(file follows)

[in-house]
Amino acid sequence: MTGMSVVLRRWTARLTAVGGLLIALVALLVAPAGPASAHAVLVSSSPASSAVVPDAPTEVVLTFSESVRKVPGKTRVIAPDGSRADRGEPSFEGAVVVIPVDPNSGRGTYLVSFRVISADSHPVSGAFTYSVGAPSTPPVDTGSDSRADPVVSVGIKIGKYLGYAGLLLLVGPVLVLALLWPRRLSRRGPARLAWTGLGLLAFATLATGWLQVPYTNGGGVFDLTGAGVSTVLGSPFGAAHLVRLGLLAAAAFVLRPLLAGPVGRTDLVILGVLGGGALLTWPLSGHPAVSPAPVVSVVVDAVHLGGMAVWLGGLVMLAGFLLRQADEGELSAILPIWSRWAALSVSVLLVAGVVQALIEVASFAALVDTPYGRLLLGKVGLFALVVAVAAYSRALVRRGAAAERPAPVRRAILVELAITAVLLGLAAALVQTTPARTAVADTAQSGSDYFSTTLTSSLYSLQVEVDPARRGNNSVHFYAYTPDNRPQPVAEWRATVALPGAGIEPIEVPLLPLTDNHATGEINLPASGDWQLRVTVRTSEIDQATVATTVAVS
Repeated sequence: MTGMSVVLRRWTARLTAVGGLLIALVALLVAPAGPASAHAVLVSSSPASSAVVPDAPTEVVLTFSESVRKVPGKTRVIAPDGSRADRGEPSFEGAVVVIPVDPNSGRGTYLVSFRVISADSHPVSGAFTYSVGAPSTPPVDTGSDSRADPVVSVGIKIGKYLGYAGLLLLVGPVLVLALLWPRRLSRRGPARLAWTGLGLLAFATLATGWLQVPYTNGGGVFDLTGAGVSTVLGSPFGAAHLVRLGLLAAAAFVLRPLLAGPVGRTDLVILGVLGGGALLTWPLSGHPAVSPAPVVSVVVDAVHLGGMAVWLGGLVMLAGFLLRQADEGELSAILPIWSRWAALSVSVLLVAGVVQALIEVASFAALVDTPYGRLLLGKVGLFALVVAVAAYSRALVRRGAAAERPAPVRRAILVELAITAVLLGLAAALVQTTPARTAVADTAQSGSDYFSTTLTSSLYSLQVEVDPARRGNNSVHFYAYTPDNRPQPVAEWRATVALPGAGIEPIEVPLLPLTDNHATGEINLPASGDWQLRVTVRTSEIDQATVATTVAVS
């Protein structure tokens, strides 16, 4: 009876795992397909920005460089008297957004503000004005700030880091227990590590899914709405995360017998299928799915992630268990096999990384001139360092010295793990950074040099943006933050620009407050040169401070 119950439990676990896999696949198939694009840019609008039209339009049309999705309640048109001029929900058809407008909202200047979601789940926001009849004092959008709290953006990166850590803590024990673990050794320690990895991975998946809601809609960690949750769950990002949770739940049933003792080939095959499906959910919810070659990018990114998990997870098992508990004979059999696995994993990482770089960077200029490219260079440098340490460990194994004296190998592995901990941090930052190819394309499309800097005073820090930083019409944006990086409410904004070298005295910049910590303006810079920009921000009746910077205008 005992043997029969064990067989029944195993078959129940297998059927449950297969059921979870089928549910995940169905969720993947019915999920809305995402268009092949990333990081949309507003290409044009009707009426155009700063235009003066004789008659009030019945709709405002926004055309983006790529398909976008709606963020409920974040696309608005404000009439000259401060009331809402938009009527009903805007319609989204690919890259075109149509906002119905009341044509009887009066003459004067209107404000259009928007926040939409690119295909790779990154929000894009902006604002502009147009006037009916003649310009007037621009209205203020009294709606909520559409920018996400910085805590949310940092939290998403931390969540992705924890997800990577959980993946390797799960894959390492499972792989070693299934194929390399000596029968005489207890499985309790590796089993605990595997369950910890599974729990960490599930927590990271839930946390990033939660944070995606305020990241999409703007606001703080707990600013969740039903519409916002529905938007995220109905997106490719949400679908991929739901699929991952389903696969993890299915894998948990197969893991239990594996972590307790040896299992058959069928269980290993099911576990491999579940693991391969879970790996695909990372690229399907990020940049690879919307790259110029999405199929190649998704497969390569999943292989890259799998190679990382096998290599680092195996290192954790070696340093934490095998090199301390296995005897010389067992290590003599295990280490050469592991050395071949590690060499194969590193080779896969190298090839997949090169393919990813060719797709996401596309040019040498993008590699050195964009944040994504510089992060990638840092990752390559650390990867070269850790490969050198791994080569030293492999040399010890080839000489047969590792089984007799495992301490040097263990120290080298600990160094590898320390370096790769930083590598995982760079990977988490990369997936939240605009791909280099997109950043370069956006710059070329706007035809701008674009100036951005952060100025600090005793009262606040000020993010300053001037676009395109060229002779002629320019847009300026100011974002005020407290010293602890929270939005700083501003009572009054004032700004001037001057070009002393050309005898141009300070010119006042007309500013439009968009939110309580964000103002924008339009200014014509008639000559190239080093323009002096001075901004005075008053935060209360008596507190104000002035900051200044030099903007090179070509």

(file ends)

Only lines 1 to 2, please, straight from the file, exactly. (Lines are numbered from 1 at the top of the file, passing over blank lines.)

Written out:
[in-house]
Amino acid sequence: MTGMSVVLRRWTARLTAVGGLLIALVALLVAPAGPASAHAVLVSSSPASSAVVPDAPTEVVLTFSESVRKVPGKTRVIAPDGSRADRGEPSFEGAVVVIPVDPNSGRGTYLVSFRVISADSHPVSGAFTYSVGAPSTPPVDTGSDSRADPVVSVGIKIGKYLGYAGLLLLVGPVLVLALLWPRRLSRRGPARLAWTGLGLLAFATLATGWLQVPYTNGGGVFDLTGAGVSTVLGSPFGAAHLVRLGLLAAAAFVLRPLLAGPVGRTDLVILGVLGGGALLTWPLSGHPAVSPAPVVSVVVDAVHLGGMAVWLGGLVMLAGFLLRQADEGELSAILPIWSRWAALSVSVLLVAGVVQALIEVASFAALVDTPYGRLLLGKVGLFALVVAVAAYSRALVRRGAAAERPAPVRRAILVELAITAVLLGLAAALVQTTPARTAVADTAQSGSDYFSTTLTSSLYSLQVEVDPARRGNNSVHFYAYTPDNRPQPVAEWRATVALPGAGIEPIEVPLLPLTDNHATGEINLPASGDWQLRVTVRTSEIDQATVATTVAVS